Ryan Fraser revealed it was his decision not to face Kazakhstan – and the Scotland wide player insisted he had little choice.
The Bournemouth winger sat out Scotland’s 3-0 defeat in their opening Euro 2020 qualifier in the Astana Arena after manager Alex McLeish declared both Fraser and Callum Paterson would be left out under an agreement with their clubs that they will not feature on artificial pitches.
Both returned for Sunday’s 2-0 victory in San Marino with Fraser playing 90 minutes and setting up Kenny McLean’s early opener. Paterson lasted little more than half an hour before going off injured after landing awkwardly on the grass pitch.
Fraser suffered a knee ligament injury during training with Scotland Under-21s which kept him out for several months in 2015 while Paterson suffered cruciate damage in his final game for Hearts before moving to Cardiff.
The pair were criticised by former Scotland captain Darren Fletcher but Fraser was unrepentant.
“Obviously you want to play in every game but I couldn’t play in the game,” the 25-year-old said.
“I’ve had four or five injuries on an artificial pitch and, look, from my club, to me, to Scotland, it’s just one of those where I couldn’t play on it. If I do a knee, if I do anything like that… It’s a decision I made.”
Scotland failed to build on McLean’s header and it took them until the 74th minute to get a second, but Fraser claimed they dealt well with the challenge posed by the lowest-ranked team in international football.
“We said before the game, it didn’t really matter if we won 5-0, I don’t think it was going to change much,” the former Aberdeen player said. “But at the same time we just needed to do the job and get the three points.
“Yeah, we might not have won by an emphatic scoreline like everyone thought we would, but nobody is going to look back if we go through at the end and say we only won 2-0. Three points is all you remember, so we take the confidence from the game. We got the three points and we go into the Cyprus game.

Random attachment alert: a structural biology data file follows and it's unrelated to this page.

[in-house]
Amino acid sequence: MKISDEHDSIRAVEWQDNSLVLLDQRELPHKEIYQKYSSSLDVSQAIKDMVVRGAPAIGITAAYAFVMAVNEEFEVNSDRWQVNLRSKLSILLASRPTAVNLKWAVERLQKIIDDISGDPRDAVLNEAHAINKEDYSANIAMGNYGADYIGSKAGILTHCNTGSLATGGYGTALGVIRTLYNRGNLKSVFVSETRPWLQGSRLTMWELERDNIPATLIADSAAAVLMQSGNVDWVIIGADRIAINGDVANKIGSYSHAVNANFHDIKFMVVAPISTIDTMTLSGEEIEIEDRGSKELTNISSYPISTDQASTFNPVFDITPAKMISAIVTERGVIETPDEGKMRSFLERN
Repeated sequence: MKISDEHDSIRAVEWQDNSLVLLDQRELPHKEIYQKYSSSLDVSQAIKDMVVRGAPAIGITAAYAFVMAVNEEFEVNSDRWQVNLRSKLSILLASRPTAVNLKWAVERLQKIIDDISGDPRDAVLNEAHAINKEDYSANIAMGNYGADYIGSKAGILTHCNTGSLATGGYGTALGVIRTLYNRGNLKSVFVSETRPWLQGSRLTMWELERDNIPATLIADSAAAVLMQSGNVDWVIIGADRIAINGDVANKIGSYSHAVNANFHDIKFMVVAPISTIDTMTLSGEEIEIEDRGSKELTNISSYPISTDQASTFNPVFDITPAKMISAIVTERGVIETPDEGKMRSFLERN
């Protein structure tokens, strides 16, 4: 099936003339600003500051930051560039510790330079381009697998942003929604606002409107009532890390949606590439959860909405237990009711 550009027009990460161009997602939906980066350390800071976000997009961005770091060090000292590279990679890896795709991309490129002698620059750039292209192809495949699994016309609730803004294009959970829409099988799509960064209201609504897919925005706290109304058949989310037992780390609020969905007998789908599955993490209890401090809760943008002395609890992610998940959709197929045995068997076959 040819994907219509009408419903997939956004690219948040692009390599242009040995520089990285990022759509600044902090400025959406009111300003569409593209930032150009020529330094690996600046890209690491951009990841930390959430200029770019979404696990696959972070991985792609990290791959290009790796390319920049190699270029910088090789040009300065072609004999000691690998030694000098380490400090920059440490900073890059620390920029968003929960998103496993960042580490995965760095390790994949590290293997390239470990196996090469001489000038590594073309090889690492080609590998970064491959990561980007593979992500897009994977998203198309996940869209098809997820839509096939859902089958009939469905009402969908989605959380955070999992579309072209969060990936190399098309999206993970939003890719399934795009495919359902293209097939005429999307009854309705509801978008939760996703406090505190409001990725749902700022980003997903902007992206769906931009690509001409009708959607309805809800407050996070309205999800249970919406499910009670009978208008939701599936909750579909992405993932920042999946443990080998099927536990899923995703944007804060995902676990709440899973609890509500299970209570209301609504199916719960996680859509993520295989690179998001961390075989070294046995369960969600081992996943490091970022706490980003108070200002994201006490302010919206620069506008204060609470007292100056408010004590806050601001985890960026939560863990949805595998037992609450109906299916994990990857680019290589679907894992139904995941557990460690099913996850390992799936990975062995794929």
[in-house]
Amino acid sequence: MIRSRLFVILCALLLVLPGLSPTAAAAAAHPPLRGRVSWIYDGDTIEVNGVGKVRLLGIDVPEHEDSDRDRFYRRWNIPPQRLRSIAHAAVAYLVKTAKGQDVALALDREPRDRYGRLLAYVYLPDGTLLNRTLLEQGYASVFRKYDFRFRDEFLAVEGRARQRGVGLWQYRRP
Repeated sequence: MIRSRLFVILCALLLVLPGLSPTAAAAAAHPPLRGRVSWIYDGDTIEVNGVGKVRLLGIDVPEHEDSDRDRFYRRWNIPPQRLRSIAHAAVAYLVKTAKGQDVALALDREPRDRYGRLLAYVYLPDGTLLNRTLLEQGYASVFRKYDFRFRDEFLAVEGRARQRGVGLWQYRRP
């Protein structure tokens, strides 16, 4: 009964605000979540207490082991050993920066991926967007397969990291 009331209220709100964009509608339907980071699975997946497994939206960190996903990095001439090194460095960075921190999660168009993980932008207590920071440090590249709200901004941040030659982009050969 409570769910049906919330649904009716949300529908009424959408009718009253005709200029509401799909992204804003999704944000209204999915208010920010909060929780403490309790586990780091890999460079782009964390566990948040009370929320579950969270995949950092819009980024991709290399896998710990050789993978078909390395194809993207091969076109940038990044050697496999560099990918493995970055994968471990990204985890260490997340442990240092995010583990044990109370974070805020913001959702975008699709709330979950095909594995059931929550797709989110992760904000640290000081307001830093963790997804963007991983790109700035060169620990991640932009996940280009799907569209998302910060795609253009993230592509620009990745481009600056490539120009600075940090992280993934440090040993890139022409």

“When teams throw eight behind the ball and defend like that and don’t really come at you, it’s always hard. We do training at it and it’s even harder. It was always going to be hard, even after the perfect start. With the conditions as well, it was just hard.
“Maybe people won’t agree with me but I thought we dealt with it well. Obviously fans are wanting more goals but I thought we kept the ball and at the end it could have been four or five if we had taken our chances.”
Many Scotland fans clearly disagreed as they booed during and after the match. Their frustration was mainly vented towards the Scottish Football Association but Fraser admitted he had to block out the negativity.
“It’s not nice,” he said. “You never want to get booed as a player but you have got to have thick skin. If you’re going to play badly and moan about it then you shouldn’t be a footballer.
“The fans have got their own opinion, you’ve got your own opinion as a footballer yourself.
“To be honest I don’t really listen to it. I played my own game, we played our own game within ourselves, and we don’t listen to the noise behind us.”
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